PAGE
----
“Just how did the design of Westminster Hall roof suggest itself to the brain of Hugh Herland? …We shall never know the answers to scores of similar questions which fill the subject with uncertainty.” 

John Harvey, English Mediaeval Architects, Revised Edition 1987, p xxxix

While there are many unanswerable questions in the study of English Medieval Architecture, this is not, I think, one of them. 
I believe the source of Hugh Herland’s inspiration for the roof of Westminster Hall (built mainly between 1395-1398) can be demonstrated with a high degree of confidence.

The answer lies in the relationship between Herland and William of Wykeham, Bishop of Winchester.

Herland’s long association with Wykeham is well known. John Harvey suggests that they may have met as early as 1360, when Wykeham was clerk of the works at Windsor Castle.

Herland certainly worked for William of Wykeham from 1387 onwards, because when the latter’s manor house at Highclere in Hampshire was being rebuilt in that year, Hugh Herland (and his horse) were on the payroll: 

“master Hugh Herland was paid 6d a day for 4 days [spent at Highclere] and 10d was allowed for 6lb of oats" for the horse of "master Hugh Harlond coming for divers turns” [John Harvey, English Mediaeval Architects, p138, and Public Records Office, Eccl. 2-159395]. 
Herland worked on the repair of Winchester Castle in 1389/90 and in 1391 his pension of 10 marks a year was made payable out of the fee farm of the city of Winchester. 

Around the same time, mason William Wynford was building Winchester College for Wykeham. Stylistic traits convinced John Harvey that Herland was responsible for the chapel and hall roofs there, which would again place him in Winchester.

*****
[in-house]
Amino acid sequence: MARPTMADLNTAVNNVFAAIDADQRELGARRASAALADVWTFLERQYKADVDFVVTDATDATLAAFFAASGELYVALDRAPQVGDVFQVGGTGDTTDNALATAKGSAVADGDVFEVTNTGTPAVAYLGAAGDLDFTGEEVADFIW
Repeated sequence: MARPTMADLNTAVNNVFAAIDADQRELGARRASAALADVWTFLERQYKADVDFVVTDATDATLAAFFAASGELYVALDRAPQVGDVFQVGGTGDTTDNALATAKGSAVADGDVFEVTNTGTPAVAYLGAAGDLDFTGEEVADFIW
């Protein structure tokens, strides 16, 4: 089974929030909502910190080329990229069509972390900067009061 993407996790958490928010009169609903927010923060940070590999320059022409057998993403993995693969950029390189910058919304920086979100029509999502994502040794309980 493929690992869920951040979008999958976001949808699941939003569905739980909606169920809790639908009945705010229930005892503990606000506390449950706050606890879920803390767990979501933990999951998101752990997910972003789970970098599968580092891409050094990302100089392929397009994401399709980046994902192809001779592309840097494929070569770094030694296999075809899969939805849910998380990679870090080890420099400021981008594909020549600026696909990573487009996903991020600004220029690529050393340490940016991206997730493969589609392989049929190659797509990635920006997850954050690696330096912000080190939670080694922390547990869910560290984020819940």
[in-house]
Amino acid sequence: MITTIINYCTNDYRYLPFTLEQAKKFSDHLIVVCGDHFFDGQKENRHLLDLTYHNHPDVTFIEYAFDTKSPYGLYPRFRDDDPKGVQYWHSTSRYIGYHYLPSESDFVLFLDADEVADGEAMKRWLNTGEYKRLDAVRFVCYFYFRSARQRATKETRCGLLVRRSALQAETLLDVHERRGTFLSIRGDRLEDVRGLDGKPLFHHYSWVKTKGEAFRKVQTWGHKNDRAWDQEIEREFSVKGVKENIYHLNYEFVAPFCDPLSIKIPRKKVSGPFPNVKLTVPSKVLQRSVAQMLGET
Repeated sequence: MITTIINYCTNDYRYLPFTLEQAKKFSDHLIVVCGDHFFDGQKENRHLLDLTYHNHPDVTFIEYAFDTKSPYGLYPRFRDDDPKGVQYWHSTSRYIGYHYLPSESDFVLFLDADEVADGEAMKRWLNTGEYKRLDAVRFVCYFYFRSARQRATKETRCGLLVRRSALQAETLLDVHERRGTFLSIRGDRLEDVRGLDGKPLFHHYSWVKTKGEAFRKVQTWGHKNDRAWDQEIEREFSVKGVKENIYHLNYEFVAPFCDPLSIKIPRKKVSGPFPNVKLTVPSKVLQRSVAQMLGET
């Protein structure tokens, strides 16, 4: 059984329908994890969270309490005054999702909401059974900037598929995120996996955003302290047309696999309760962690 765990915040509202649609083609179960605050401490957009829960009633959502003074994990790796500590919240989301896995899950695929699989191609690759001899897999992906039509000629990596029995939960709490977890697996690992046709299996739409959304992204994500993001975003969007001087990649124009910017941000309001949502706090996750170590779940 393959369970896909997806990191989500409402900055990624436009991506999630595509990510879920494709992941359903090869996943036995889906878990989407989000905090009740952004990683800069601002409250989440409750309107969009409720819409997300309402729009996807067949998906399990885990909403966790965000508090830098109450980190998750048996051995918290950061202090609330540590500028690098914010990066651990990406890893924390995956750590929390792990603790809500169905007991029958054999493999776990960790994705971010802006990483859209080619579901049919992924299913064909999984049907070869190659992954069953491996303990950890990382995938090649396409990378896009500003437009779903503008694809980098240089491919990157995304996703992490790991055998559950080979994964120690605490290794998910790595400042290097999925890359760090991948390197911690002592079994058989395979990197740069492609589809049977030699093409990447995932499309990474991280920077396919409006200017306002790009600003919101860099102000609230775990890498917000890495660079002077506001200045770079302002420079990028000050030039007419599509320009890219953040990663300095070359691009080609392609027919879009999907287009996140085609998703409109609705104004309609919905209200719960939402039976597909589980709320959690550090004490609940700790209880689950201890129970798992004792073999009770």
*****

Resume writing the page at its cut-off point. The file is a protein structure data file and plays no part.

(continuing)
Herland is also known to have visited William of Wykeham frequently over the course of 1393. He dined with him in Wolvesey Palace, in Winchester, or in Marwell, five miles away, seven times that summer. 
It is therefore clear that Hugh Herland spent a lot of time in and around Winchester, worked with and visited its Bishop, William of Wykeham, and so was undoubtedly familiar with the buildings in the vicinity of Winchester Cathedral.
The roof of Westminster Hall is sometimes said to be the earliest known hammerbeam roof, but it is not.

That honour goes to the Pilgrims' Hall (the name is a C19th invention), in Winchester, close to Winchester Cathedral.  The Pilgrims' Hall has been dated to the early 1300s and so predates Westminster Hall by roughly ninety years. [John Crook, The Pilgrims’ Hall, Winchester. Hammerbeams, Base Crucks and Aisle-Derivative Roof Structures. Archaeologia 119 (1991), 129-59].
Viewed together, the similarity between the arch-braced and hammerbeam construction of the Pilgrims' Hall roof and Herland’s work in Westminster Hall is immediately striking. 
Particularly similar are the curves of the beams above the hammers, echoed by the curved braces below running down to the wall corbels. It is this combination of arch-ribs and hammerbeams which gives Westminster Hall roof its rigidity, without the need for floor standing columns. 

The scale, magnificence and elaboration of Herland’s roof at Westminster are of an entirely different order, but the bones and geometry of it are all there, in embryo, in the Pilgrims' Hall, a building Herland would have seen during his frequent visits to Winchester. 

I believe that it provided him with the inspiration for the roof structure at Westminster Hall, and in particular showed him how to span such a vast space without the need for columns. 

Who the architect of the Pilgrims' Hall was, some ninety years before Herland, and what inspired that unknown craftsman's innovative roof construction, are questions that remain to be answered. 
Michael Rimmer

January 2012
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